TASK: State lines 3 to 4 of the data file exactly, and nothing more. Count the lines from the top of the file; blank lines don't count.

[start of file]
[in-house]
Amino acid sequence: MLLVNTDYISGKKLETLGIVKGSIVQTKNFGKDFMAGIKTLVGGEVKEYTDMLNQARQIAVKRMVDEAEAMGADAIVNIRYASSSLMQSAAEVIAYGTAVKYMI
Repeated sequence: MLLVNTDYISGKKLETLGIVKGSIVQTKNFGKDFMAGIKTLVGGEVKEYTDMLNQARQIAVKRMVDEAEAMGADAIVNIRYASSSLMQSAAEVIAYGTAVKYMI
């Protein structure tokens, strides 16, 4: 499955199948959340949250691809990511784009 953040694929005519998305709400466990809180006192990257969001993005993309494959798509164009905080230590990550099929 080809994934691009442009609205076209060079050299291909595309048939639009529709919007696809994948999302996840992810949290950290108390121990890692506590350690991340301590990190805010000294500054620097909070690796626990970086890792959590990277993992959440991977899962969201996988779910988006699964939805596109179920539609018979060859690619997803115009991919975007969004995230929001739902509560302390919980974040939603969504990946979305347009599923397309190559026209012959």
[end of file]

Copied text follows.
Repeated sequence: MLLVNTDYISGKKLETLGIVKGSIVQTKNFGKDFMAGIKTLVGGEVKEYTDMLNQARQIAVKRMVDEAEAMGADAIVNIRYASSSLMQSAAEVIAYGTAVKYMI
């Protein structure tokens, strides 16, 4: 499955199948959340949250691809990511784009 953040694929005519998305709400466990809180006192990257969001993005993309494959798509164009905080230590990550099929 080809994934691009442009609205076209060079050299291909595309048939639009529709919007696809994948999302996840992810949290950290108390121990890692506590350690991340301590990190805010000294500054620097909070690796626990970086890792959590990277993992959440991977899962969201996988779910988006699964939805596109179920539609018979060859690619997803115009991919975007969004995230929001739902509560302390919980974040939603969504990946979305347009599923397309190559026209012959």